Requirements R5 through R9 lay out thresholds where dynamic disturbance recording data are required and provide more specific design specifications regarding data collection.
Requirement R10 requires transmission owners and generation owners to time synchronize the recordings and provide the synchronization requirements.
Requirement R11 requires transmission owners and generation owners to provide sequence of events recording, fault recording and dynamic disturbance recording data upon request and establishes specific guidelines to ensure that data can be used in the analysis of events.
Requirement R12 requires transmission owners and generation owners to restore the recording capability of the data collection equipment used to record disturbances, if this capability is interrupted.
Applicability and Accountability
The standards now includes the Planning Coordinator or Reliability Coordinator in an oversight role because it was determined that the Standard requires a coordinator with a wide-area view of the bulk electric system to be responsible for verifying the acceptability of the locations from which disturbance recording data is required.
The Transmission Owners and Generator Owners will have the responsibility for ensuring that data is collected according to the specifications in the standard for that bulk electric system elements selected for monitoring.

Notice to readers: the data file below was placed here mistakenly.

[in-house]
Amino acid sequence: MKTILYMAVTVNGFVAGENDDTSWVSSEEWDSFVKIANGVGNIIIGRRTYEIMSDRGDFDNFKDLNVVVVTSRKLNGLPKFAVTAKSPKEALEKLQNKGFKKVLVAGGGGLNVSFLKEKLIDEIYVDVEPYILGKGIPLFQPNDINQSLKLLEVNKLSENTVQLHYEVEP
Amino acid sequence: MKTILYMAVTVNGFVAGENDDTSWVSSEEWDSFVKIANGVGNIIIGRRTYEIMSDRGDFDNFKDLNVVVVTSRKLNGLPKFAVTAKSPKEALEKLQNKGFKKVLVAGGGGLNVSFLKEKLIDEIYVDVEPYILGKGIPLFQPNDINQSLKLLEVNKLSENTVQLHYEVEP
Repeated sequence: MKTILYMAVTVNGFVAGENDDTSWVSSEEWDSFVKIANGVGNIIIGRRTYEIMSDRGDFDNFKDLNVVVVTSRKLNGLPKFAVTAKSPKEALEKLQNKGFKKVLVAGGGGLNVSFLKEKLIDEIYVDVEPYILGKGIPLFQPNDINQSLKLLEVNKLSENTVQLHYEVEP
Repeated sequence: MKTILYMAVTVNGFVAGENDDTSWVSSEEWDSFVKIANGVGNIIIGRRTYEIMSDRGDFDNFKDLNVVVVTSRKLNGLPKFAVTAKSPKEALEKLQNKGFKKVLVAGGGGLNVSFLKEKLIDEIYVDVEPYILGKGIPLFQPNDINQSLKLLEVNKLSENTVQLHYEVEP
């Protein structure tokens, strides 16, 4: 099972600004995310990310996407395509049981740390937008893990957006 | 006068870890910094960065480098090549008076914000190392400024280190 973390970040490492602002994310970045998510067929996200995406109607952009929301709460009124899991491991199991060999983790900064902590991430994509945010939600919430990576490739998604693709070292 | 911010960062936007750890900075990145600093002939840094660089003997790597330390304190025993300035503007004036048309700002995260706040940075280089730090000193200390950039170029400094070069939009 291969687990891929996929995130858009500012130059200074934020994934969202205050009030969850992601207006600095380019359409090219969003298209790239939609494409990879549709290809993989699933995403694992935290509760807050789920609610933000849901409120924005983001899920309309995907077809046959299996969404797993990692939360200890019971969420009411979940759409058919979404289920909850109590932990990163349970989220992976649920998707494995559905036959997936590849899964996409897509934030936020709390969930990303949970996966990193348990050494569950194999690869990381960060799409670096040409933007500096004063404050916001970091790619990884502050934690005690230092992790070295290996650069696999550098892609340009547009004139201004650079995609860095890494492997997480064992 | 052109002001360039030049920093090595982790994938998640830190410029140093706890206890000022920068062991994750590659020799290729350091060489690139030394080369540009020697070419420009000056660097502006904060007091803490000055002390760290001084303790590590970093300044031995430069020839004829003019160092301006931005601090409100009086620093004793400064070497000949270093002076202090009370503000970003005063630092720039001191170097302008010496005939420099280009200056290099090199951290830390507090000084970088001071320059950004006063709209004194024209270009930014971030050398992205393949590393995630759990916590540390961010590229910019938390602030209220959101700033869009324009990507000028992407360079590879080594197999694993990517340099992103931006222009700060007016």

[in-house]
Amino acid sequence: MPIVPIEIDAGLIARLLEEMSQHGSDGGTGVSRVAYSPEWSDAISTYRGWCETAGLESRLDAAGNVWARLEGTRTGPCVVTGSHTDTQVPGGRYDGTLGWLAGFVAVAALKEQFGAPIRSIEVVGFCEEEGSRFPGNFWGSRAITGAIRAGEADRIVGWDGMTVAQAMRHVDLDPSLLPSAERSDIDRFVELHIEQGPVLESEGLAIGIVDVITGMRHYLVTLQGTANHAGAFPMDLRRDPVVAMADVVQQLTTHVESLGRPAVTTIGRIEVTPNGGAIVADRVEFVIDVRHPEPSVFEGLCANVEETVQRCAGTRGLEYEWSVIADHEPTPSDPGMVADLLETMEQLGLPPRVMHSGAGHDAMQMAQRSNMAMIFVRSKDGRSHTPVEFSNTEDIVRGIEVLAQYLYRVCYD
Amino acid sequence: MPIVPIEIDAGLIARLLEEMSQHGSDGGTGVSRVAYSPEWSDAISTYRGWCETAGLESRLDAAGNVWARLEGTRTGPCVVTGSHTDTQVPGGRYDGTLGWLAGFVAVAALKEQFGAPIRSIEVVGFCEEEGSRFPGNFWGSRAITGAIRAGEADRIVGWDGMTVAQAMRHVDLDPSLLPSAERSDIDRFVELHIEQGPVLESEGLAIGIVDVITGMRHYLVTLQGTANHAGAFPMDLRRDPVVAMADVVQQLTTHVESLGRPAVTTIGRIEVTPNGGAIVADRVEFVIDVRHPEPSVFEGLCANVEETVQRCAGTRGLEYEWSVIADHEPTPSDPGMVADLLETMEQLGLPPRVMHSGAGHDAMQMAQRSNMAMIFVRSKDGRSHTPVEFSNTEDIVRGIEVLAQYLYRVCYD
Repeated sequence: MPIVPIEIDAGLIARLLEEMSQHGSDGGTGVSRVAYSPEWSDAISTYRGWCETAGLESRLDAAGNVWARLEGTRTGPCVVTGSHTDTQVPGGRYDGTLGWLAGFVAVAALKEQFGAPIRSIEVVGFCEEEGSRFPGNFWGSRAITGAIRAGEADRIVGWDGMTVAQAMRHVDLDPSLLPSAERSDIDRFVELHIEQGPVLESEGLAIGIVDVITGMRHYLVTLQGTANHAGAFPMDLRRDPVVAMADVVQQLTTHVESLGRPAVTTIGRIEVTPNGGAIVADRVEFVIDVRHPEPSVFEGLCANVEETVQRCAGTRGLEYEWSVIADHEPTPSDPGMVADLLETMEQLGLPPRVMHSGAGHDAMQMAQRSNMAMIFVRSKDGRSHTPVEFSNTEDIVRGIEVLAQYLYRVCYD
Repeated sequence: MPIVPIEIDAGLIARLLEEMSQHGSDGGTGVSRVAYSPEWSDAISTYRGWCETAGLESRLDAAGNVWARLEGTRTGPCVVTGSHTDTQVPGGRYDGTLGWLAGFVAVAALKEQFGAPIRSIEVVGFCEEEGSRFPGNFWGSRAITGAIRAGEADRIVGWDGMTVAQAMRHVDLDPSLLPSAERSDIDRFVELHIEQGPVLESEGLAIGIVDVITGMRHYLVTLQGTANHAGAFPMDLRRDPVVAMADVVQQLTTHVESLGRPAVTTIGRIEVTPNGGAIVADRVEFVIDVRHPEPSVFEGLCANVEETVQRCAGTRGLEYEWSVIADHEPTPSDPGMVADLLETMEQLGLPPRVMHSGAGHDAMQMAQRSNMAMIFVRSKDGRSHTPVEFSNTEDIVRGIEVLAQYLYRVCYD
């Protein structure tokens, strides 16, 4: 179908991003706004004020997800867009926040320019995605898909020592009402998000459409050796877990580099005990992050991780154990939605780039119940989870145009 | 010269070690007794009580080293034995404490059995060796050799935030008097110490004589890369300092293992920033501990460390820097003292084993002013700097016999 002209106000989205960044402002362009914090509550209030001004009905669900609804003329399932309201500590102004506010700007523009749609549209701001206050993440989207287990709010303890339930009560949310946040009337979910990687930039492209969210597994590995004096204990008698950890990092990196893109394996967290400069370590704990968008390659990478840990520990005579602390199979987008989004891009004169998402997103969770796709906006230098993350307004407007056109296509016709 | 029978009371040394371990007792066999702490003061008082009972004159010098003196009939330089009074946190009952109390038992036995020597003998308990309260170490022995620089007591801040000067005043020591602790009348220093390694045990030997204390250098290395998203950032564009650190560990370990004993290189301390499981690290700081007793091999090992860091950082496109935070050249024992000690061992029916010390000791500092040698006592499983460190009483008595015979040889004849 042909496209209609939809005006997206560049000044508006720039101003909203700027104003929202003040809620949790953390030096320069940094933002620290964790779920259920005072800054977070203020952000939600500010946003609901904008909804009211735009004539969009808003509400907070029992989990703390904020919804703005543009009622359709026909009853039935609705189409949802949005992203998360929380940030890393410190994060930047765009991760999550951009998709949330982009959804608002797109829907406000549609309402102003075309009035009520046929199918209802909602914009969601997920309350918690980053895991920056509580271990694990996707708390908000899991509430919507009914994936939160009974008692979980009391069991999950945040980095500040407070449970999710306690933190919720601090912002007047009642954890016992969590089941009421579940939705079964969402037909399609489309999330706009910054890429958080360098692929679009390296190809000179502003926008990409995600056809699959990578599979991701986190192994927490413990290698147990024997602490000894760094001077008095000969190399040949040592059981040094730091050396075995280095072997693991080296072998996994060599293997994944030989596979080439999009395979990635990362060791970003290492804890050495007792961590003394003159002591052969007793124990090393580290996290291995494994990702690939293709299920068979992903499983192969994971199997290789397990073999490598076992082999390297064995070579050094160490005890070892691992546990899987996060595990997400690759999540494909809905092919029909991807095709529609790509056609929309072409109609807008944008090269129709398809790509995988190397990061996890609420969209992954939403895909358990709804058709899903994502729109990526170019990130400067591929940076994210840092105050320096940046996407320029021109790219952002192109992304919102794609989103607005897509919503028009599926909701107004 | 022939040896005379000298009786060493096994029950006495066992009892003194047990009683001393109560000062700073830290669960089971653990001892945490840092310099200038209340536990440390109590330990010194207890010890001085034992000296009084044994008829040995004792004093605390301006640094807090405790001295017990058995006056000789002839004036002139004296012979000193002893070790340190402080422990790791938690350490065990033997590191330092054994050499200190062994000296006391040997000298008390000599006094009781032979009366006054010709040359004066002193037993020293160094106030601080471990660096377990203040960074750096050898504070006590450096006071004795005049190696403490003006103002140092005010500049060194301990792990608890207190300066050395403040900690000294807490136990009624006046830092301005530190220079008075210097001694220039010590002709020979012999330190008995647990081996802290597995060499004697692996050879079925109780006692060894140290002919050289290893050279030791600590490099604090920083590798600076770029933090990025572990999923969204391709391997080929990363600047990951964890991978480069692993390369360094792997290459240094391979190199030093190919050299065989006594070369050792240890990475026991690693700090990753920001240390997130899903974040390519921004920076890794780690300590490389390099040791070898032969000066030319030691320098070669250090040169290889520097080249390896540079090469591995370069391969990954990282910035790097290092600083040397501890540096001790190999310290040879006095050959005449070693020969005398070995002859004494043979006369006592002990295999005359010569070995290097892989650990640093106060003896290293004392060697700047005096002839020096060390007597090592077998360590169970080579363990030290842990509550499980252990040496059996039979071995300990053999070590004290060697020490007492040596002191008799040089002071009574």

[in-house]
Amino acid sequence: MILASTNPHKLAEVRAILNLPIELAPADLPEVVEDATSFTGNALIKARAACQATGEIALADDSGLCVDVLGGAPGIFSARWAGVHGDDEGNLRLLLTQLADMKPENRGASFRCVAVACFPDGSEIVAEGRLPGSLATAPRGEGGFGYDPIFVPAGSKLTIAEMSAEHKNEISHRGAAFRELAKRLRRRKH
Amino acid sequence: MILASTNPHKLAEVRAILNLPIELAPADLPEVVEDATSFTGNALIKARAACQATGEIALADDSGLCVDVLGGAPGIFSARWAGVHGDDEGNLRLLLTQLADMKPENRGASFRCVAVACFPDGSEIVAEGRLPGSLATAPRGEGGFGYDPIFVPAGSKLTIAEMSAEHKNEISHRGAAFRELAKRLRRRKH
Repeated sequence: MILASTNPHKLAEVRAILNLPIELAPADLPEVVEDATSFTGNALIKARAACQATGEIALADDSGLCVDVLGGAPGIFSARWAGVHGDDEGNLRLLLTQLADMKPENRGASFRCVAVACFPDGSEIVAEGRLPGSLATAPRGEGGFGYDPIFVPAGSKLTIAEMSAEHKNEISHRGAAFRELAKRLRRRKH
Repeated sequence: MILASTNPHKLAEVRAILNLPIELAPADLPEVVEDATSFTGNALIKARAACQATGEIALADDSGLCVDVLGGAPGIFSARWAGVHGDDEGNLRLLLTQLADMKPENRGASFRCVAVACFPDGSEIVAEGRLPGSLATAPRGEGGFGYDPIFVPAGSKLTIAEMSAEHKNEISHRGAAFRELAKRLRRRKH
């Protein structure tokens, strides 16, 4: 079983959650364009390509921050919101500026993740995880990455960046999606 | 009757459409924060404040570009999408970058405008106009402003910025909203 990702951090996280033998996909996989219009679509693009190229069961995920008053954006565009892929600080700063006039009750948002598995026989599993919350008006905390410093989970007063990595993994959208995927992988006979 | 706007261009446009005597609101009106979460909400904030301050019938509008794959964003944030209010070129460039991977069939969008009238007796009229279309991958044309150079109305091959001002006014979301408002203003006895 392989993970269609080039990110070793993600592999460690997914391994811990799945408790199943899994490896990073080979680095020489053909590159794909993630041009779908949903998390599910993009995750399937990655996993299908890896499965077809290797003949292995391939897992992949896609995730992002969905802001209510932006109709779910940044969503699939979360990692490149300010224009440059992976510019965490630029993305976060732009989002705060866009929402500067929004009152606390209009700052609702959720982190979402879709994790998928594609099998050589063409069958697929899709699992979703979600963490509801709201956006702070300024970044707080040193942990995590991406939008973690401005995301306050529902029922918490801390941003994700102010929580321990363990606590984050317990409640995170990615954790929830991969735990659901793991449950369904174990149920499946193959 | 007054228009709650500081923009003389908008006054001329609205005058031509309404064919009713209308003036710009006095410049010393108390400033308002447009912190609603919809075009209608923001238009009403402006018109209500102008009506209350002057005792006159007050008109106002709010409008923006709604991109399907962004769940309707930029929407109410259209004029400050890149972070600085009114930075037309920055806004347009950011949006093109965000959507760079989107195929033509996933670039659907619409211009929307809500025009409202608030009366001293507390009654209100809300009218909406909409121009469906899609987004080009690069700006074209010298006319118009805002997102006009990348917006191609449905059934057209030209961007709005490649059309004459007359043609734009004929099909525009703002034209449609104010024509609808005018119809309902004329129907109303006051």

Bulk electric system buses where sequence of events recording and fault recording data is required are initially to be selected by Transmission Owners because they have the required tools, information, and working knowledge of their Systems to identify the buses in accordance with the methods outlined in Attachment 1 to the standard.
The Transmission Owners and Generator Owners that own bulk electric system elements will have the responsibility for ensuring that adequate data is available. This may require the installation of new fault recording and sequence of events recording equipment at those substations containing the identified buses. In some cases where recording equipment exists, it will be necessary to review the capability of pre-existing data recorders to very it meets the data collection requirement in the standard. The standard may require extensive design and systems integration of recording equipment that may already exist on your system. A review of the capabilities of the existing equipment is another area where TRC may be able to assist.
Objectives of the Standard and how it Functions